Just Say “No.” When Nancy Reagan immortalized this phrase, she was referring to the abuse of narcotics, but the maxim travels well regardless of context. It tops the list here because issuing a conditional “yes” to a story pitch—or ignoring a pitch altogether—is dangerous business; when you do so, you leave yourself and the writer hanging in limbo. That pitch is just drifting out there, and the drift encourages the writer to either not pursue it with you, or to shower you with follow-up queries, or there’s that ultimate nightmare situation where either you accept the pitch way, way too late for it to be realized or the writer gets fed up and takes it somewhere else, so you can’t capitalize on it, and the seed of ill-will is planted and takes root. The “maybe” is a mess—the kind of mess that can be minimized by issuing a preemptive/knee-jerk “no thanks” right from jump. Rejection stings, sure, but the experience is usually a character-building one; ultimately, your writers will work harder to craft better pitches in the future, and, frankly, will appreciate and respect your willingness to make a declarative decision. Waffles? Waffles are for breakfast.
Communication, communication, communication. Staff writers are like DJs; they mostly work alone. As an editor managing freelancers, you’re not like a DJ; you’re more like the front person of a huge rock ensemble, like the Polyphonic Spree or something. This means that if your section and its disparate parts are going to be awesome, you have to keep your people in the know. Have pay rates changed? Tell your freelancers. Is there a repetitive grammatical or linguistic tic that’s gotta be nipped in the bud to ensure that you don’t start chopping your PC to pieces with an axe? Tell your freelancers. Are there specific holes you’re seeking to fill, types of articles you’re looking for certain editions? Tell your freelancers. Will due dates change because you’re going on leave or changing your schedule? Tell your fricking freelancers. They look to you to lead them; they’re not psychic.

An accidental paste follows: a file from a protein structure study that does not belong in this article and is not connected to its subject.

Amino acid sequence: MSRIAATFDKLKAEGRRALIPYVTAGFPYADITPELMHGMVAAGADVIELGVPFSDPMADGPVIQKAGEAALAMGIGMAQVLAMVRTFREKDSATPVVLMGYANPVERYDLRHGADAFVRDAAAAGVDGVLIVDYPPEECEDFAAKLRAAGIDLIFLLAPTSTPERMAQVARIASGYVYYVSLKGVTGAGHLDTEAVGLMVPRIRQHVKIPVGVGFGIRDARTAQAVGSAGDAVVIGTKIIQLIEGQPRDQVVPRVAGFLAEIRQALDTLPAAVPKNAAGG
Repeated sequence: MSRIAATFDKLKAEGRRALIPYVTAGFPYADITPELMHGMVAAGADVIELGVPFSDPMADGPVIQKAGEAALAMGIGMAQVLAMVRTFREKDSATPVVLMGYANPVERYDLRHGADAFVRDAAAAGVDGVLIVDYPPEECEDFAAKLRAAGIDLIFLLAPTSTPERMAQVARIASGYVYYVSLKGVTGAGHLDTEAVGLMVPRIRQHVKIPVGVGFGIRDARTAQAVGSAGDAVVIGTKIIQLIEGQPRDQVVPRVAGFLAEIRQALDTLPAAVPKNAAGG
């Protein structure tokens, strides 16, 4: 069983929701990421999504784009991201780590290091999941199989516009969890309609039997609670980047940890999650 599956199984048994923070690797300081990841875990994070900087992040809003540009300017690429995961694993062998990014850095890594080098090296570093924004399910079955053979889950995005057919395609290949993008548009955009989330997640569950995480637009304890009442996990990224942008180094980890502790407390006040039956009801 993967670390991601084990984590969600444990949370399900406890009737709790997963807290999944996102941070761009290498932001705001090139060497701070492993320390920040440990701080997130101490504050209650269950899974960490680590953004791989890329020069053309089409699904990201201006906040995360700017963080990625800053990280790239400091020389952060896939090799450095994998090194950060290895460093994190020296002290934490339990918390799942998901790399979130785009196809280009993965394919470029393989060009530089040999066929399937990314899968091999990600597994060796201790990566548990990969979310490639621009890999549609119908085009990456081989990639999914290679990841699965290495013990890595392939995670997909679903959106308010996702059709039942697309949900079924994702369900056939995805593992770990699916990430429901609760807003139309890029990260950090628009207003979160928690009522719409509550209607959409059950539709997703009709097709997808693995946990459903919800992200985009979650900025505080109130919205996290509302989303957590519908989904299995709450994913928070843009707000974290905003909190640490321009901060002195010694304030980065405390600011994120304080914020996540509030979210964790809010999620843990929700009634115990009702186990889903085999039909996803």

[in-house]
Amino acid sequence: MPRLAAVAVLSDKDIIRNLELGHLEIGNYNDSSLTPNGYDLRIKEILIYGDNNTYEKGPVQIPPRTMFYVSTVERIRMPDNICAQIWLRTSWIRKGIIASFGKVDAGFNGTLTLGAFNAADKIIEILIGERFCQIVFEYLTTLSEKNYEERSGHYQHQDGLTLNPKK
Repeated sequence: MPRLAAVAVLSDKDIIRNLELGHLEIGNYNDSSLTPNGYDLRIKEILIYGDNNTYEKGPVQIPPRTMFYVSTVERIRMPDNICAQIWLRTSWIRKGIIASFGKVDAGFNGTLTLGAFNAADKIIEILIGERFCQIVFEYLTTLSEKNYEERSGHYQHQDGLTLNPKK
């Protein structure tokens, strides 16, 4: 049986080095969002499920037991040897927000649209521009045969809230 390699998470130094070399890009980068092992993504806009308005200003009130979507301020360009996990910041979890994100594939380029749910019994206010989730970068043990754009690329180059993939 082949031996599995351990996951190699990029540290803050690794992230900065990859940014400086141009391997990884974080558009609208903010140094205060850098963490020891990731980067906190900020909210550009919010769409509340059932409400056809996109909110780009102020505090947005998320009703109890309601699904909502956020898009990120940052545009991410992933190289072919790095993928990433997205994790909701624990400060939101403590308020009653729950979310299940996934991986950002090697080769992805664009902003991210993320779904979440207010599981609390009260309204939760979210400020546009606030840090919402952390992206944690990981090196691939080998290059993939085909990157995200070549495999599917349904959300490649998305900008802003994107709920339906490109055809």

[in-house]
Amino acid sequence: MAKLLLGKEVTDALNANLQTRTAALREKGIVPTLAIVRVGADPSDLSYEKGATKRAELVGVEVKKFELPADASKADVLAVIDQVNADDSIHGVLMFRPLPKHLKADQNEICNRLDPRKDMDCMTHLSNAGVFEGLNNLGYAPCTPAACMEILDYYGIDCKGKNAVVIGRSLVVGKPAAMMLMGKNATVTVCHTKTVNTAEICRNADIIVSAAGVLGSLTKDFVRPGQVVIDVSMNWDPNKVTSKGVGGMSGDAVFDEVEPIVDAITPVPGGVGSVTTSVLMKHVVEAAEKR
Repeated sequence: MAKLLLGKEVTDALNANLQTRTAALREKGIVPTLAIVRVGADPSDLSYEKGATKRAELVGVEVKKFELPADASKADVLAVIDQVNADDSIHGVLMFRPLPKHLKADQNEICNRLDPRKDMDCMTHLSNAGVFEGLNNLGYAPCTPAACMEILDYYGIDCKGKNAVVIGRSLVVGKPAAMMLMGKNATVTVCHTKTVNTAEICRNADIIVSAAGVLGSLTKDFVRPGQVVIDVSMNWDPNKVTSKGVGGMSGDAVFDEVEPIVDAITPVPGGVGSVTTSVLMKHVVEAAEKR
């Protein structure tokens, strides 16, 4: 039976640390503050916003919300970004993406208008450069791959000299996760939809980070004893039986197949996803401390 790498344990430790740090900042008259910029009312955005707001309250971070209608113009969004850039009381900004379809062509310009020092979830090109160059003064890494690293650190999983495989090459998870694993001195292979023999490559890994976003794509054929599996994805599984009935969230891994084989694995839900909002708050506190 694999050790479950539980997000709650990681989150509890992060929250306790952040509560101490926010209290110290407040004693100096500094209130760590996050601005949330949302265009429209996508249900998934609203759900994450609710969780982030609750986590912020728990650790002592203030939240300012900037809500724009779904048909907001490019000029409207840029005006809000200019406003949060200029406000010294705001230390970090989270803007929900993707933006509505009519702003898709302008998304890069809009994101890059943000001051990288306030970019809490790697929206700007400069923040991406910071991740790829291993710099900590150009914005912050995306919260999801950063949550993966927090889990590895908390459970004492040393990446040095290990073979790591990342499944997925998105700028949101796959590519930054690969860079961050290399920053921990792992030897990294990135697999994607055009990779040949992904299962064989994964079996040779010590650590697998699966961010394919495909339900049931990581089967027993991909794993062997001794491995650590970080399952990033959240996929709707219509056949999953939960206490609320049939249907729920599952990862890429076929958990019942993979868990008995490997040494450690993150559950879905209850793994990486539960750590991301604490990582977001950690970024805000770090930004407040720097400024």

I’ve felt closest and most loyal, over eons of freelance work, to the editors who recognized silence, evasion, and mystery do not a strong and effective fellowship make—the editors who aren’t, you know, envisioning themselves as Michael Jordan leading the Chicago Bulls into battle. I’ve worked for lots of editors who are terrific, insightful writers, but few that are also great editors, in the literal and humanist senses of the word. Nobody’s stoked to be part of a dysfunctional family; there’s no such thing as too much communication, whether you’re doling out praise, encouragement, constructive criticism, or just enthusing apropos of nothing much about some sweet new dub-step single you stumbled upon. There’s nothing etched in stone saying that editors and writers have to be bosom buddies, but a collegiate chumminess is healthy and often results in openness, better work, and more awards.
Start a stand-alone email account to communicate with writers. For real. Do this. Why? Because your official email account is probably in the public domain, which means that anyone and everyone can send you stuff: press releases, put-downs, spam. And when your inbox is crammed full, pitches and questions and submissions and re-writes inevitably get lost in the shuffle. An editor I worked for at Atlanta’s Creative Loafing, years ago, instituted this practice, with fabulous results. Also, pretty much every editor I ever worked for has had their main work email account crash at least twice, losing everything, which is a nightmare for everyone.
More on communication. Don’t ignore your writers. Yeah, they know you’re busy. There’s the paper or website to lay out, the blog to keep up with, and interns, and so much more besides. But your writers? Your writers and their ideas and passions are the very lifeblood of your publications. Sure, there are dozens queuing up to step into their shoes, but if that’s your attitude—that hardworking freelancers who you or your predecessors have cultivated and benefitted from over years of collaboration—you’re in the wrong business.